How Boosters Work

How Signal Boosters Work

We get asked all the time how signal boosters work. Luckily, it’s not all that different from your TV or FM/AM radio, since both kinds of technology are based on radio waves. The antenna on your radio picks up signal from a radio tower, it’s amplified inside and then transmitted as sound for our ears to hear. Radio waves travel at the speed of light but depending on the frequency, the distance they can travel alters. Higher frequency waves can only travel short distances, while lower frequency signals like AM radios can travel very long distances. Unfortunately, cell phone signals can only travel so far from a cell site. When there’s no environmental interference or other cell sites, a cell mast site can radiate out up to 30-45 miles; however, this rarely occurs. In hilly or mountainous regions, this capacity can be limited to 3-5 miles. In urban environments, multiple sites may be installed within a quarter mile of each other. This allows the cellular networks to handle the heavy load of mobile users in a more densely populated area.

Signal Boosters Amplify Received Signal

We’ve discussed environmental factors that impact signal elsewhere, which you can read about here. The bottom line is that whatever is causing your poor signal woes, it’s a major pain. This is why signal boosting technology is becoming more and more relevant to help pick up the slack in coverage. However, it’s important to note that signal boosters do not and cannot create cellular signal on their own. A signal amplifier can only amplify received signal; in an area with no signal whatsoever, there is nothing to enhance. To test how much received signal your phone is actually getting in your area, check out our blog post on doing field tests here.

How Our Boosters Work

As we said, cell phone signal boosters work essentially the same way your FM radio does in your car. It picks up signal from a mast site with an antenna based outside of your desired location, the signal then runs from through a low-loss coaxial cable to the signal amplifier where the received signal is then amplified, and transmitted through another coaxial cable to the indoor antenna where the amplified signal is then received by cell phone and other mobile devices. The difference between the FM radio and the signal booster is that the booster will also work in reverse by picking up the outgoing signals from mobile devices on the indoor antenna, amplifying that signal, and sending it through the outdoor antenna back to the cell site. The end result is better voice quality on calls, no more dropped calls, speedier texting, and faster uploads and downloads of data, and extended battery life for mobile devices.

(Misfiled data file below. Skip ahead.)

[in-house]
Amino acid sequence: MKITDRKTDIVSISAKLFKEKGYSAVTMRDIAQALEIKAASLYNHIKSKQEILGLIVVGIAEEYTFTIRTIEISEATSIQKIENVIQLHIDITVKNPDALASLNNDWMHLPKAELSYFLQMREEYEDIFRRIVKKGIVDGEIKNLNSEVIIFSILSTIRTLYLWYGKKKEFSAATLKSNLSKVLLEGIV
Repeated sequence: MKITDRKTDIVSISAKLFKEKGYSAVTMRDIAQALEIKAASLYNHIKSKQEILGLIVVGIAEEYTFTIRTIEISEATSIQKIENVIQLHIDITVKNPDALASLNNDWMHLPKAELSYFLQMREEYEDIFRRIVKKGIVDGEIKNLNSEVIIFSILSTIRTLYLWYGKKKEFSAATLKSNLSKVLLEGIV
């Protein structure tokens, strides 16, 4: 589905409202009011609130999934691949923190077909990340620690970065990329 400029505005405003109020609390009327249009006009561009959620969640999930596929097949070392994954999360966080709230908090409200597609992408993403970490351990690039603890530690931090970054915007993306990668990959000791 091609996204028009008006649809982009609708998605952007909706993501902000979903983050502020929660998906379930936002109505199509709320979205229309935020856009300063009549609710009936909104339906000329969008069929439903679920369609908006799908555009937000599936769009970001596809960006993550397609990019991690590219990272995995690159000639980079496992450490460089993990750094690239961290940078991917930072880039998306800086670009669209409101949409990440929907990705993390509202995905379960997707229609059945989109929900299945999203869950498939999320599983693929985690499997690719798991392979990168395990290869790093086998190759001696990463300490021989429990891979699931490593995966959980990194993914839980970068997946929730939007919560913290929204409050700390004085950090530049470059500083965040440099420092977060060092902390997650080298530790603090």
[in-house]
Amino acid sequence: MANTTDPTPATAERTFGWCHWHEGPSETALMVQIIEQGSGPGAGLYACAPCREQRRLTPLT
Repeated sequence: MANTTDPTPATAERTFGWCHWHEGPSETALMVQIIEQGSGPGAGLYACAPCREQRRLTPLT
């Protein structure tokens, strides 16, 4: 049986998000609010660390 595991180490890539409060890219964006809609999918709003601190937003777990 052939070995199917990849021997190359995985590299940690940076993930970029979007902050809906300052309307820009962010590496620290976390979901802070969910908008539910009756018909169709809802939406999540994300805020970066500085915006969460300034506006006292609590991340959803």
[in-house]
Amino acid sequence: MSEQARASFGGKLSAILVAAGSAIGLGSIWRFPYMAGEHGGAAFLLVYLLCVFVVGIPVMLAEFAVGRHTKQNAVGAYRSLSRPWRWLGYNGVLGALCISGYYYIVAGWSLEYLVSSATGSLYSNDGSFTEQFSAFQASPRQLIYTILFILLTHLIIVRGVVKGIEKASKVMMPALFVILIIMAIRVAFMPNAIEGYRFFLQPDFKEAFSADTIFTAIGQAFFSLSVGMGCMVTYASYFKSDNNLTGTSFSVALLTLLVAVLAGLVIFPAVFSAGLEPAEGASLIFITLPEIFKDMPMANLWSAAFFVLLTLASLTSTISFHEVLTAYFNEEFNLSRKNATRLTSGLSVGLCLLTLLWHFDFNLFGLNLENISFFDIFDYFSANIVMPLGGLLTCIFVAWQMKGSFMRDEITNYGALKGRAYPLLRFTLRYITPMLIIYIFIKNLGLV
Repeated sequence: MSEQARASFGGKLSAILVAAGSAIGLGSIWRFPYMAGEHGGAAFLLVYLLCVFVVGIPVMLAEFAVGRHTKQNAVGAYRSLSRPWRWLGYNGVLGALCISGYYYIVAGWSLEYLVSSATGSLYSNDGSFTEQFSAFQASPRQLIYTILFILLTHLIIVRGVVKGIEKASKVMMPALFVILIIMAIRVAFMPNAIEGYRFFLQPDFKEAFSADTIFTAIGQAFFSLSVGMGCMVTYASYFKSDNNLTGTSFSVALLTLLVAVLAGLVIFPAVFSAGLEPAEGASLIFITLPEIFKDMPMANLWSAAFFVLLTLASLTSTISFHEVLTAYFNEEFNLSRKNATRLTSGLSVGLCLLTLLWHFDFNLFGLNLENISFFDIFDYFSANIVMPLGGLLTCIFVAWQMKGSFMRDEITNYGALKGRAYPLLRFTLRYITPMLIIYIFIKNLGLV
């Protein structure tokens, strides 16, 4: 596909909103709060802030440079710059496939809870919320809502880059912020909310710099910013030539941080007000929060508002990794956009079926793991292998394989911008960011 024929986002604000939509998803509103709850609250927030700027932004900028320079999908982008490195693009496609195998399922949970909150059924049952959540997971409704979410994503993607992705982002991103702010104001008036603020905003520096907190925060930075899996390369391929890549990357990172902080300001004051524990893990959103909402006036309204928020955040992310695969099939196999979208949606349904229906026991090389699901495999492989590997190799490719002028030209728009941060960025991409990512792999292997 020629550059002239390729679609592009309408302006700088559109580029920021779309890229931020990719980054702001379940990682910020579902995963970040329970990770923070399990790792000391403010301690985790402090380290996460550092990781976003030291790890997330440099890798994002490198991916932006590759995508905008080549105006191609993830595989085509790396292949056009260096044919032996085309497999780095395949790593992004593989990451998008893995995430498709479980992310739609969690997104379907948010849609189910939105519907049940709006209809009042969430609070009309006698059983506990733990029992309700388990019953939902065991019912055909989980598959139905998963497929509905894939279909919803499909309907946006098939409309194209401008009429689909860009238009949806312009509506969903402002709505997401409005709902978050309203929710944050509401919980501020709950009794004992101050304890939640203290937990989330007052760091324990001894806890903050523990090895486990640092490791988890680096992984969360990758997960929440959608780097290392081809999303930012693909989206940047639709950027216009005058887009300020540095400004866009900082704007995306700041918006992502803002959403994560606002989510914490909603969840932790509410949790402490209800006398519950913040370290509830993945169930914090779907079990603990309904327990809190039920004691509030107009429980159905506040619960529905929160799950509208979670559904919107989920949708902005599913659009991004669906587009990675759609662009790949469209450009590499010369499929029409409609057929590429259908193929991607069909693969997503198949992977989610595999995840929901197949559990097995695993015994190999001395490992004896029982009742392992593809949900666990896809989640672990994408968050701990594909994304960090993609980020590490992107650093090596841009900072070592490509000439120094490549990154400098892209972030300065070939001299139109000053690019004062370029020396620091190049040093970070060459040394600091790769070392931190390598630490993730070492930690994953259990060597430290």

Installation is Easy

Our wideband boosters are approved by the FCC and IC to work with all U.S. & Canadian carriers and made to be perfectly compatible with all manufacturers’ devices. Our line of vehicle and home boosters are made to be easy in install by the end user and do not require approval from carriers, but do require registration with your cell phone carrier. Every consumer kit we sell has everything you need to get started. Some users may find that they need additional indoor antennae, cables, or other components. If you find you need more accessories, check out our accessories page. HiBoost’s commercial and industrial lines of boosters require approval from network providers and installation by professional integration experts. We're here to help. If you have any questions, concerns, or need help picking out the right signal booster for you, please don’t hesitate to contact us for assistance.